Augustine offered to resign to make charges "go away"
Senators were told Friday that Kathy Augustine’s lawyers asked at one point if she could make the investigation “go away” by resigning.
Deputy Attorney General Gerald Gardner said he told them no because the deal didn’t include any admission she had done anything wrong.
“We simply could not sweep this under the rug and make it go away,” said Gardner.
He said had she not admitted to willful violations of the ethics law before the Ethics Commission, he would have recommended proceeding with criminal charges against her.
Gardner said the offer from lawyer John Arrascada was for Augustine to resign “for personal reasons” with no admission of any wrongdoing in return for which the investigation into whether she used her staff and office to get re-elected would be quietly dropped.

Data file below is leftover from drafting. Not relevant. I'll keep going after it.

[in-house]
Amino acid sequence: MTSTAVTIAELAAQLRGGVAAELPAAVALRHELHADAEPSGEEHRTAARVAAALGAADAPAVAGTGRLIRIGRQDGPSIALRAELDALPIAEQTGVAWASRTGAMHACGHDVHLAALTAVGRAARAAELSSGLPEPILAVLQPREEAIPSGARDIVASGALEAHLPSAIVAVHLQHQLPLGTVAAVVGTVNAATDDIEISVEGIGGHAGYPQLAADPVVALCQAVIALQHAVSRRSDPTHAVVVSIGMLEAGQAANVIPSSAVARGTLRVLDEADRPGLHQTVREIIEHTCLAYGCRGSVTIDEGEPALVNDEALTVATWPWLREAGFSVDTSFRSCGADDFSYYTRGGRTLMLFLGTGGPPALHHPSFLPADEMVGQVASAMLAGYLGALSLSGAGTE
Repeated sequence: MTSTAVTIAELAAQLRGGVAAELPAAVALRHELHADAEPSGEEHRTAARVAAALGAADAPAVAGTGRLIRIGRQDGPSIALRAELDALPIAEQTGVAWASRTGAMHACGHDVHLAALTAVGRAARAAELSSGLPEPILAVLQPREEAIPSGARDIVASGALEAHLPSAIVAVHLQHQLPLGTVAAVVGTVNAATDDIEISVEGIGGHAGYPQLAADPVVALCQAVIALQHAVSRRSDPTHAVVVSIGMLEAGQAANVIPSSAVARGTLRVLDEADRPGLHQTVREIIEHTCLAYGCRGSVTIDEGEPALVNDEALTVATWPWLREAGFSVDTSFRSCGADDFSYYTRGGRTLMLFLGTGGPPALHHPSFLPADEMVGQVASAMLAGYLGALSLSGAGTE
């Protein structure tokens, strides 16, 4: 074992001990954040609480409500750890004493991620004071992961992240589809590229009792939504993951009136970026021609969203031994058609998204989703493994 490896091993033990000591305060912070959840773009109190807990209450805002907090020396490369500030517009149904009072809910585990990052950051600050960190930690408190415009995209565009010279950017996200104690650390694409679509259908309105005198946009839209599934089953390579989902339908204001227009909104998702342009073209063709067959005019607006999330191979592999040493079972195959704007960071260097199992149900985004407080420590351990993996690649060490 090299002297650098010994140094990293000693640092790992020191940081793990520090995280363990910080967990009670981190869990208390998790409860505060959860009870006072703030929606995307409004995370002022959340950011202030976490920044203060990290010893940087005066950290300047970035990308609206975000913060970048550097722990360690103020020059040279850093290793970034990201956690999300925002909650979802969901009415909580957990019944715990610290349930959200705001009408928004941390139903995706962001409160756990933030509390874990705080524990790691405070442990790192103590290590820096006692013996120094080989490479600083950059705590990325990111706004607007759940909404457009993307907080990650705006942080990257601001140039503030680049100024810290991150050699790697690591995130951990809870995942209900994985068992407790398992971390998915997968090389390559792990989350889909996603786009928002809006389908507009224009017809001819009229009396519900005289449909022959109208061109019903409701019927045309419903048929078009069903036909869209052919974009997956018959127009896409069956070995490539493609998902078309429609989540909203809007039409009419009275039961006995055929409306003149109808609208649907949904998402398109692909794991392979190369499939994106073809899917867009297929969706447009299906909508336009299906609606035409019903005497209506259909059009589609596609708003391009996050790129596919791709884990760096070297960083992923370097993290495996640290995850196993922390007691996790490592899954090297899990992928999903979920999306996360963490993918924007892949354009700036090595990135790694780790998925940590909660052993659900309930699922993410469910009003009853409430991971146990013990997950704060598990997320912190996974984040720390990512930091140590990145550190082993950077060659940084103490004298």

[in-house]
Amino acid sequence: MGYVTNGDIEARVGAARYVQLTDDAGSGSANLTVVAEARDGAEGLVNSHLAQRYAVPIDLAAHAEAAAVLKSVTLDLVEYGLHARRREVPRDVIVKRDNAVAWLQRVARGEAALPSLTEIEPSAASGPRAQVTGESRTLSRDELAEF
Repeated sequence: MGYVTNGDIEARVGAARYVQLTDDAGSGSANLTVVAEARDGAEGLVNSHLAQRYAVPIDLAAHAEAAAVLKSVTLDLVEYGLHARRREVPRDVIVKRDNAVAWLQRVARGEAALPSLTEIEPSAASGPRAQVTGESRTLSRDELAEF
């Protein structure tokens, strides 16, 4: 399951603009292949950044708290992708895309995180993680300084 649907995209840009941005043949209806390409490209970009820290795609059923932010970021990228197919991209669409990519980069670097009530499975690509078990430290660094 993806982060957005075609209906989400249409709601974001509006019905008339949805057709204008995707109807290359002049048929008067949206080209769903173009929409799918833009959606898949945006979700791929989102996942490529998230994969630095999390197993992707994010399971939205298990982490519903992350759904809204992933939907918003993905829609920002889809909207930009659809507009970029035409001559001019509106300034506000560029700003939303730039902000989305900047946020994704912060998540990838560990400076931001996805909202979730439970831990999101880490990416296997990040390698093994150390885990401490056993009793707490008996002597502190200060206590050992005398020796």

Gardner told Senators that would not have served the public trust.
The Senate is trying charges that Augustine made extensive use of state employees, equipment and facilities to run her 2002 re-election campaign.
If convicted, the Senate could vote to remove her from office. That would take a two-thirds vote.